Indefinite Detention: It’s A Go, It’s A NoGo, Now It’s A Go Again

Judge Katherine B. Forrest, an Obama appointed Judge issued a temporary injunction in May against Section 1021 of the NDAA that Obama signed codifying indefinite detention.  Wednesday the 12th, Judge Forrest issued a 112 page opinion that made the temporary injunction permanent.

A lawsuit was filed by non-profits and reporters whose work related to conflicts in the Middle East and who said they feared being detained under Section 1021 of the law.

Judge Forrest concluded that the plaintiffs had proven their case and “injunctive relief was warranted and the public interest would not be dis-served by the issuance of an injunction.”

“A key question throughout these proceedings has been, however, precisely what the statue means – what and whose activities it is meant to cover.  That is no small question bandied about amongst lawyers and a judge steeped in arcane questions of constitutional law;  it is a question of defining an individual’s core liberties.  The due process rights guaranteed by the 5th Amendment require that an individual understand what conduct might subject him or her to criminal or civil penalties.  Here, the stakes get no higher: indefinite military detention – potential detention during a war on terrorism that is not expected to end in the foreseeable future, if ever.  The Constitution requires specificity and that specificity is absent from Section 2012 (b) (2). . .”

“. . .Constitutional guarantees require that criminal statutes carry an array of due process protections.  If it did not, then Section 1021 must be interpreted as follows:  Congress had declared that the U.S. is involved in a war on terror that reaches into territorial boundaries of the United States.  The President is authorized to use all necessary force against anyone he deems involved in activities supporting enemy combatants, and therefore criminal laws and due process are suspended for any acts falling within the broad purview of what constitute “substantially”  or “directly supporting” terrorists organizations.  If this is what Congress in fact intended by Section 1021(b)(2), no doubt it goes too far.  Although Section 1021(b)(2) does not strictly speaking, suspend the writ of habeas corpus, it eliminates all other constitutionally required due process. . .”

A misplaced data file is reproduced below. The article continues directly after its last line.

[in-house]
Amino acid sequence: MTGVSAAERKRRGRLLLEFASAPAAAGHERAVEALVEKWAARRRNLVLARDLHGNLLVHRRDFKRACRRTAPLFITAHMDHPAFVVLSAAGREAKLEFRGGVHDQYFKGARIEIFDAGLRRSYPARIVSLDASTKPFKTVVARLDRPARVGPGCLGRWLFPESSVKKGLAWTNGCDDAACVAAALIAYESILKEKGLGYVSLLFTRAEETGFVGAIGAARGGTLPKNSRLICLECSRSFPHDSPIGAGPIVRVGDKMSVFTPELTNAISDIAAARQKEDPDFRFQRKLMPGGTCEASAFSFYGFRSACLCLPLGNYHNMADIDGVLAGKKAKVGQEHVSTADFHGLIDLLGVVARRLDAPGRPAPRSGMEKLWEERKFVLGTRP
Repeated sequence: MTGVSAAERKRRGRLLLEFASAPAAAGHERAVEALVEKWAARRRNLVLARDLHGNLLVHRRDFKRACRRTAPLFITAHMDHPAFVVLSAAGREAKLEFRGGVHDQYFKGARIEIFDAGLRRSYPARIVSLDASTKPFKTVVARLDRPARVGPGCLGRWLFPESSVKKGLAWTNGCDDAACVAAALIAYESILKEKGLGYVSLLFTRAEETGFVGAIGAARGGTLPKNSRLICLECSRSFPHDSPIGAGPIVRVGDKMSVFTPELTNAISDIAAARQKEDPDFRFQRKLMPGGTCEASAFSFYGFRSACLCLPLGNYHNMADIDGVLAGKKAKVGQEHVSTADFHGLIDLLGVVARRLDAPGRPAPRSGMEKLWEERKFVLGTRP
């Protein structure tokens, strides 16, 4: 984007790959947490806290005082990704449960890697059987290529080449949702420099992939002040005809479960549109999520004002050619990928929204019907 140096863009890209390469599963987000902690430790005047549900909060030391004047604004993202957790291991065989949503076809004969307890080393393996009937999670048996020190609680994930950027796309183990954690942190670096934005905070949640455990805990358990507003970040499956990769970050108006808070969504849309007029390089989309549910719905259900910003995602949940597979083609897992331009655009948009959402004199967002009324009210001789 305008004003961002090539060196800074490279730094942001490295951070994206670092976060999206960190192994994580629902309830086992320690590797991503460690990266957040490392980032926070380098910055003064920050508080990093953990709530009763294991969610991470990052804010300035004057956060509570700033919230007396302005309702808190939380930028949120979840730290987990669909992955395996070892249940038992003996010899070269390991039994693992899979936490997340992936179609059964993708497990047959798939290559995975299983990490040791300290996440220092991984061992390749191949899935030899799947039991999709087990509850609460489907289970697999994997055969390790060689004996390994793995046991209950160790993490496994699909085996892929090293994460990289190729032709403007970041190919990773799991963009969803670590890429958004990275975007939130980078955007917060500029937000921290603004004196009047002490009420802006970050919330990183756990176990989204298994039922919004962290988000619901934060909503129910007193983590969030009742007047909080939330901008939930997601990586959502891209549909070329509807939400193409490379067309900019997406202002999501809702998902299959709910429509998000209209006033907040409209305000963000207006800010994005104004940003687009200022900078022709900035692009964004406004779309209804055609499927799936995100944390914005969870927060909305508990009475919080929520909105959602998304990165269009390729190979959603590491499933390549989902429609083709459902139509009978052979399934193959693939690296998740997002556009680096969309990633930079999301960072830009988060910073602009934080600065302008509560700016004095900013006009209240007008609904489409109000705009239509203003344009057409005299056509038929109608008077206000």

Judge Forrest also concluded that the provisions the government was defending in court could be used to target First Amendment activities since the government could not argued that activities protected by the First Amendment could not subject a person to indefinite military detention.  “They apparently wanted to keep options open in case they wanted to imprison someone in the future and all they had to support detention was speech.”

Since 9/11 the government  has attempted to claim powers that infringe upon our civil liberties and do it without any explanation on the basis that it pertains to ‘national security.’   Congress no longer functions as a check on the Executive Branch and Obama wants to keep it that way.  The Justice Department has already filed an appeal.   Let’s hope the next Judge has as much common sense and loyalty to the Constitution as Judge Forrest.

Since writing this Obama found another federal judge to issue a “stay of execution” against Judge Forrest’s decision which means that we are once again subject to “undue process.”   Obama’s attorney argued before the judge that the Forrest’s restoration of 5th Amendment Rights protection would do ‘irreparable harm.’

This gives one pause as to why it was so necessary for Obama to have this right of detention without due process restored so quickly.  What is he up to?  Are there plans on the table to use this law before the election?

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